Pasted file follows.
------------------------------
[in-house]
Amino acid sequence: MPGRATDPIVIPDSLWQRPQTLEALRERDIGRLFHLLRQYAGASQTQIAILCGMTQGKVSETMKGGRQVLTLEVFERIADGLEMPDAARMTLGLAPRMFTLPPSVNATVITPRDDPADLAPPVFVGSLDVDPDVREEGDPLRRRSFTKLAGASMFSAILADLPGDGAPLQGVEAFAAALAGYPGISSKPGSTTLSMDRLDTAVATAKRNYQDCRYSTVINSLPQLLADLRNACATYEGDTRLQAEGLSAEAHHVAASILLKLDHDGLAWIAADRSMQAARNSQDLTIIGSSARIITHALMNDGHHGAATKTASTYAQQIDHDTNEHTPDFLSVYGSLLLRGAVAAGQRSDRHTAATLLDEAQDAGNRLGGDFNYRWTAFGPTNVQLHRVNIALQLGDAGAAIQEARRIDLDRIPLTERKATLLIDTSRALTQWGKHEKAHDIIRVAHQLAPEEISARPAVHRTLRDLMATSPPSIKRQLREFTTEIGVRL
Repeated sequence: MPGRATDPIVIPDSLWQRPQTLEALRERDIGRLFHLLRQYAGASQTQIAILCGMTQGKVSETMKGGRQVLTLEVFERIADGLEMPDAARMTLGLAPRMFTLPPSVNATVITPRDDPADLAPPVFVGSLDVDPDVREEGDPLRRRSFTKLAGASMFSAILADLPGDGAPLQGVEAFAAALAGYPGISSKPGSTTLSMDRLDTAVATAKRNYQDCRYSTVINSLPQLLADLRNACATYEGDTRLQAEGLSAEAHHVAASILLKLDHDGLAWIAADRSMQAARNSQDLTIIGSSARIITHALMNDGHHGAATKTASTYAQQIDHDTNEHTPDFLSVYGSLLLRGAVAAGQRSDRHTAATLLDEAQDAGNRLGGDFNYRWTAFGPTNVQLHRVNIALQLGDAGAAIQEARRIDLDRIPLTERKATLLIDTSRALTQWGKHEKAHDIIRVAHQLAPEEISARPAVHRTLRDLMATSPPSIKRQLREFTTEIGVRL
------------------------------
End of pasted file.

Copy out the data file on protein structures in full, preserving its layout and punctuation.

[in-house]
Amino acid sequence: MPGRATDPIVIPDSLWQRPQTLEALRERDIGRLFHLLRQYAGASQTQIAILCGMTQGKVSETMKGGRQVLTLEVFERIADGLEMPDAARMTLGLAPRMFTLPPSVNATVITPRDDPADLAPPVFVGSLDVDPDVREEGDPLRRRSFTKLAGASMFSAILADLPGDGAPLQGVEAFAAALAGYPGISSKPGSTTLSMDRLDTAVATAKRNYQDCRYSTVINSLPQLLADLRNACATYEGDTRLQAEGLSAEAHHVAASILLKLDHDGLAWIAADRSMQAARNSQDLTIIGSSARIITHALMNDGHHGAATKTASTYAQQIDHDTNEHTPDFLSVYGSLLLRGAVAAGQRSDRHTAATLLDEAQDAGNRLGGDFNYRWTAFGPTNVQLHRVNIALQLGDAGAAIQEARRIDLDRIPLTERKATLLIDTSRALTQWGKHEKAHDIIRVAHQLAPEEISARPAVHRTLRDLMATSPPSIKRQLREFTTEIGVRL
Repeated sequence: MPGRATDPIVIPDSLWQRPQTLEALRERDIGRLFHLLRQYAGASQTQIAILCGMTQGKVSETMKGGRQVLTLEVFERIADGLEMPDAARMTLGLAPRMFTLPPSVNATVITPRDDPADLAPPVFVGSLDVDPDVREEGDPLRRRSFTKLAGASMFSAILADLPGDGAPLQGVEAFAAALAGYPGISSKPGSTTLSMDRLDTAVATAKRNYQDCRYSTVINSLPQLLADLRNACATYEGDTRLQAEGLSAEAHHVAASILLKLDHDGLAWIAADRSMQAARNSQDLTIIGSSARIITHALMNDGHHGAATKTASTYAQQIDHDTNEHTPDFLSVYGSLLLRGAVAAGQRSDRHTAATLLDEAQDAGNRLGGDFNYRWTAFGPTNVQLHRVNIALQLGDAGAAIQEARRIDLDRIPLTERKATLLIDTSRALTQWGKHEKAHDIIRVAHQLAPEEISARPAVHRTLRDLMATSPPSIKRQLREFTTEIGVRL